DETAILED DESCRIPTION OF SPECIFIC EMBODIMENTS

Illustrative embodiments of the invention are described below. In the interest of clarity, not all features of an actual implementation are described in this specification. It will of course be appreciated that in the development of any such actual embodiment, numerous implementation-specific decisions must be made to achieve the developers' specific goals, such as compliance with system-related and business-related constraints, which will vary from one implementation to another. Moreover, it will be appreciated that such a development effort might be complex and time-consuming, but would nevertheless be a routine undertaking for those of ordinary skill in the art having the benefit of this disclosure.

Illustrative embodiments of a method for semiconductor device fabrication according to the present invention are shown in FIGS. 5-12. Although the various regions and structures of a semiconductor device are depicted in the drawings as having very precise, sharp configurations and profiles, those skilled in the art recognize that, in reality, these regions and structures are not as precise as indicated in the drawings. Nevertheless, the attached drawings are included to provide illustrative examples of the present invention.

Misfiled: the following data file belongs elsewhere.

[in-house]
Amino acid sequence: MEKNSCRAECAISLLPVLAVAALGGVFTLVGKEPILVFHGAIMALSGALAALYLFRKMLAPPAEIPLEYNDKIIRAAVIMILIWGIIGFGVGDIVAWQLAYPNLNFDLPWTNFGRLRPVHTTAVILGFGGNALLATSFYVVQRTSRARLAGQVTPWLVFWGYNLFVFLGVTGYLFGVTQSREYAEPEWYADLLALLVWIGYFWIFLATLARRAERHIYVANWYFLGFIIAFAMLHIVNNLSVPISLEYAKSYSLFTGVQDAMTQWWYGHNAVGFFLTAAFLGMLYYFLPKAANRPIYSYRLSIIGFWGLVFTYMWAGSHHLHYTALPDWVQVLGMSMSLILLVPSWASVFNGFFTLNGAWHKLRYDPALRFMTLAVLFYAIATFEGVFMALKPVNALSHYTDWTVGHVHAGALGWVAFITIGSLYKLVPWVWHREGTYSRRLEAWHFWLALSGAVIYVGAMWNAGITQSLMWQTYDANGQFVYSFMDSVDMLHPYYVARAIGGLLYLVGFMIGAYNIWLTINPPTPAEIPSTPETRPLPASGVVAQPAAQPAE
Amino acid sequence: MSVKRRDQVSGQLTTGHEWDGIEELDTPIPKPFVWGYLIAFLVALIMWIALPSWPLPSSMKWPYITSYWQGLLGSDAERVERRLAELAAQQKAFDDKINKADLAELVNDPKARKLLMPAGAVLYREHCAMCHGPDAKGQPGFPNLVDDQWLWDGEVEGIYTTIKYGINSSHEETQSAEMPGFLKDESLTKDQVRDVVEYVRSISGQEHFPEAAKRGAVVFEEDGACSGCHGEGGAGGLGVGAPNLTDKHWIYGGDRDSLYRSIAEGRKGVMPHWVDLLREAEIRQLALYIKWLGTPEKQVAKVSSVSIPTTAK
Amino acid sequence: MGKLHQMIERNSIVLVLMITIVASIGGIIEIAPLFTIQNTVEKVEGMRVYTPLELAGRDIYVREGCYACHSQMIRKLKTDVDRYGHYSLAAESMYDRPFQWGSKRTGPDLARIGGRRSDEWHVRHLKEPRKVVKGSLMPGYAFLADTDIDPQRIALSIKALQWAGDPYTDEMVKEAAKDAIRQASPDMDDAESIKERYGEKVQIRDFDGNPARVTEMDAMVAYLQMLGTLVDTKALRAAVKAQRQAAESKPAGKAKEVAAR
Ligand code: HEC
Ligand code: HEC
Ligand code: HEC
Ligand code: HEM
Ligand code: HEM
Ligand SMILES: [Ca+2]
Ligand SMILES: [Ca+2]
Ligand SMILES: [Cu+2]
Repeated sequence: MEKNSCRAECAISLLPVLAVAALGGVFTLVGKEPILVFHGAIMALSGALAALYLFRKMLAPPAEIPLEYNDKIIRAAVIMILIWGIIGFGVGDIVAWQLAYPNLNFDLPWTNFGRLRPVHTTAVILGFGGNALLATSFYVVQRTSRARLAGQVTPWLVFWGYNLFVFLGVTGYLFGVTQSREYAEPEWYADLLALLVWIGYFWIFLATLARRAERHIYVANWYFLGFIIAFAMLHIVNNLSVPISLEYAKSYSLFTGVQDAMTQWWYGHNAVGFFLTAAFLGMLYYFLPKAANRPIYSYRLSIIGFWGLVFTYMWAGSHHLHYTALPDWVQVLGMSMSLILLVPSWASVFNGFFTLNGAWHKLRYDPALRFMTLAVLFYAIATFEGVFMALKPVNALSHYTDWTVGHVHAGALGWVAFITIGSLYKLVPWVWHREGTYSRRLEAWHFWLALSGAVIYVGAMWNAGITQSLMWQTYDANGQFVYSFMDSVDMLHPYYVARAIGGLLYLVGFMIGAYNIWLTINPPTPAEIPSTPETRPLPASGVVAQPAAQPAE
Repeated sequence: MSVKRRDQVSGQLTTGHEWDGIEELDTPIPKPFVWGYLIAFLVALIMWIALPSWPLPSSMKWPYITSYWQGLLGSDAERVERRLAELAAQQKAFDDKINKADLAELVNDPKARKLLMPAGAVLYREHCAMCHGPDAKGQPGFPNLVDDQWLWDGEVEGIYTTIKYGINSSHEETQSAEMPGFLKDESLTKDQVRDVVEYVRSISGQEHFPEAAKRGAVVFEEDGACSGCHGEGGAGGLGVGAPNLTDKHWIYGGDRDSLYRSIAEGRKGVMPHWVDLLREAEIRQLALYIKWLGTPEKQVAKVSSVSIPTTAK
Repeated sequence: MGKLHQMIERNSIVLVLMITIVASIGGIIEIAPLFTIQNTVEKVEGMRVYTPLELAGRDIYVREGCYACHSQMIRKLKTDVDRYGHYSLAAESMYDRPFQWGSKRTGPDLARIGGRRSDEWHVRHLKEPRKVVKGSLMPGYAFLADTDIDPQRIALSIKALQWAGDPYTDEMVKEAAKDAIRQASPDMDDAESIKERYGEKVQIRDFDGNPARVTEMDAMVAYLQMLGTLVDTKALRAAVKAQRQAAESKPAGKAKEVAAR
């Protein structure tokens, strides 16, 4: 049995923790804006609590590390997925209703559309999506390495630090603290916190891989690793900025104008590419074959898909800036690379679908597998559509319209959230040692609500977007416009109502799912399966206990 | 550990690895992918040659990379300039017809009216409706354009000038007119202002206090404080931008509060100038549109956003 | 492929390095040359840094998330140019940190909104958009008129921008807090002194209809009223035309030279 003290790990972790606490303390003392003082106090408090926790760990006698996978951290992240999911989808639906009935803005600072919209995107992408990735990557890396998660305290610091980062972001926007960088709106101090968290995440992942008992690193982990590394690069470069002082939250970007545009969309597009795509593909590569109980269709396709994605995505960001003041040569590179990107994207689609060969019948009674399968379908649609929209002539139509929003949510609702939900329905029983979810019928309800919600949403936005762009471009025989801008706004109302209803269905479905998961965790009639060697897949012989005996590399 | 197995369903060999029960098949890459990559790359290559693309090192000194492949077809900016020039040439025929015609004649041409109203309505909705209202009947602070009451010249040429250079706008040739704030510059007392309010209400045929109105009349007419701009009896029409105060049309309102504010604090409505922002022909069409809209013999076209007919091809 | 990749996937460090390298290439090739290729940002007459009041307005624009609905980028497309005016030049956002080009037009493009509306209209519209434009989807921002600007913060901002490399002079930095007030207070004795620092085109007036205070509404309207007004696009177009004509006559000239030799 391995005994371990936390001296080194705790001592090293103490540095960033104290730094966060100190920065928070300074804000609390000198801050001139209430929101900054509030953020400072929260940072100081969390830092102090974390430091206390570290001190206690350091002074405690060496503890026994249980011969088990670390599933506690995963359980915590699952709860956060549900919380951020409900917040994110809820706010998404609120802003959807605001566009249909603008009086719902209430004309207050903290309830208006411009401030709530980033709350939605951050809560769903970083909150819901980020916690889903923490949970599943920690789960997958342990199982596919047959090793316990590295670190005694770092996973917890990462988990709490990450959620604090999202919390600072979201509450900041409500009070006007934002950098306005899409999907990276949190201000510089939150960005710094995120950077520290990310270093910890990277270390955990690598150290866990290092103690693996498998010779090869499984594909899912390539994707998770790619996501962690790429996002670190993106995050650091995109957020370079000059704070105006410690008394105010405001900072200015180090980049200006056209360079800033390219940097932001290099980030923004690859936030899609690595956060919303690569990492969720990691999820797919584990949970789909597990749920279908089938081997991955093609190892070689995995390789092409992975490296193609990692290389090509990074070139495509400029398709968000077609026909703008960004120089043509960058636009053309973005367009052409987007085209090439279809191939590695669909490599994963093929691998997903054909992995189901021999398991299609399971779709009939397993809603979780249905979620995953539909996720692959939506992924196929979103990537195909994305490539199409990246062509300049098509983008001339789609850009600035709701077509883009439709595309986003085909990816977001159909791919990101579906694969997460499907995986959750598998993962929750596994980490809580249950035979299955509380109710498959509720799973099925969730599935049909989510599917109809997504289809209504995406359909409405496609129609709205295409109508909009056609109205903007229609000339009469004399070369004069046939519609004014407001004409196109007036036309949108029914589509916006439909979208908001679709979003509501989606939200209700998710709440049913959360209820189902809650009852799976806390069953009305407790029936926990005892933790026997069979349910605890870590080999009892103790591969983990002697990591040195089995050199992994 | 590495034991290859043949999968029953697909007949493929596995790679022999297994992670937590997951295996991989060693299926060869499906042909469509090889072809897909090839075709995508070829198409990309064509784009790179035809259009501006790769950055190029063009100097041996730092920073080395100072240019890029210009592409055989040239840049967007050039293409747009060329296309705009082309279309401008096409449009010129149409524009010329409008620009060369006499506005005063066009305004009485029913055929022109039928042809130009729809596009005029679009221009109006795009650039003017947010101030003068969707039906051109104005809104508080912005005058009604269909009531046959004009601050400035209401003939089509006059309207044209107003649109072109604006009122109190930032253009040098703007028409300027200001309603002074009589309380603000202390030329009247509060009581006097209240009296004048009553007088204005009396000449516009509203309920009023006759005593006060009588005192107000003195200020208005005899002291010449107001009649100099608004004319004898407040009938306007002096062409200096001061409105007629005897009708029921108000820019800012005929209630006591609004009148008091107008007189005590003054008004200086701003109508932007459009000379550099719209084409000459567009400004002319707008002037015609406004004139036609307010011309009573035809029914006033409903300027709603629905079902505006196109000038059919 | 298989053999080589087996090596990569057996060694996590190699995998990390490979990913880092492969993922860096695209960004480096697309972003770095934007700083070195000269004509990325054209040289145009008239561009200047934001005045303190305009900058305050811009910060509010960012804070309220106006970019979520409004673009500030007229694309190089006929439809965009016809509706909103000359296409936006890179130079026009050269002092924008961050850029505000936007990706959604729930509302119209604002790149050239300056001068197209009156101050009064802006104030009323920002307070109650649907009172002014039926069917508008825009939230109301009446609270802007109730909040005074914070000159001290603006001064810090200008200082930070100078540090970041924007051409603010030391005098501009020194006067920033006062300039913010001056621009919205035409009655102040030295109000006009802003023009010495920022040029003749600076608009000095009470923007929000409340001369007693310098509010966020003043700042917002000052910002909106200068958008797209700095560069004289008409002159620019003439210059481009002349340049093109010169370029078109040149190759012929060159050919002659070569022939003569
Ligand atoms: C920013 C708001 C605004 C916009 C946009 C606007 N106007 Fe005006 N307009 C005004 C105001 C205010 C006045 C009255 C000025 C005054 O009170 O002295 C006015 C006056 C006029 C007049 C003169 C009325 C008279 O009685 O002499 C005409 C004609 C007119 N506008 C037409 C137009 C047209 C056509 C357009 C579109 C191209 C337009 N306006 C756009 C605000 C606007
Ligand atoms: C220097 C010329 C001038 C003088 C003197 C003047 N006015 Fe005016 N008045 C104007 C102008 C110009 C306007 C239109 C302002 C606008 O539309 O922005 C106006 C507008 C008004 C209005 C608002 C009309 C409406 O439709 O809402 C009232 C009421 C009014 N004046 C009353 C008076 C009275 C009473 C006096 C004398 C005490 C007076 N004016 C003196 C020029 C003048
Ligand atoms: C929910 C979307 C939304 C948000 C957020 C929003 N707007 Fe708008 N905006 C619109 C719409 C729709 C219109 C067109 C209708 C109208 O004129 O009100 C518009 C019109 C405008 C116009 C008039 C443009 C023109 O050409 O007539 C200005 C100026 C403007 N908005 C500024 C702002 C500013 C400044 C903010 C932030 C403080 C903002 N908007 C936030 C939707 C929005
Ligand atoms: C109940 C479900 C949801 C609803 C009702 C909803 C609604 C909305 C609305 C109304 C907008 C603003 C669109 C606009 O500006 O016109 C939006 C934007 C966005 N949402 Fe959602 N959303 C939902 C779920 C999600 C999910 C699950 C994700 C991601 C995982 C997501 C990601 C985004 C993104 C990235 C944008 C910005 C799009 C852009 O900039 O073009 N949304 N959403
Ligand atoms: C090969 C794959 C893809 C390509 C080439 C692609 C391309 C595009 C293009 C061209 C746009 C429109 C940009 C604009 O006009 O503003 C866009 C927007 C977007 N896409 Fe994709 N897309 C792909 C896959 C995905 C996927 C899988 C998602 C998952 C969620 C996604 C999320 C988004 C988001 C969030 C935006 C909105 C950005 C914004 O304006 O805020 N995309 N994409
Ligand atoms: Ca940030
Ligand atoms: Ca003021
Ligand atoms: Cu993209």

In general, the present invention is directed towards the manufacture of a semiconductor device. As will be readily apparent to those skilled in the art upon a complete reading of the present application, the present method is applicable to a variety of technologies, for example, NMOS, PMOS, CMOS, and the like, and is readily applicable to a variety of devices, including, but not limited to, logic devices, memory devices, and the like.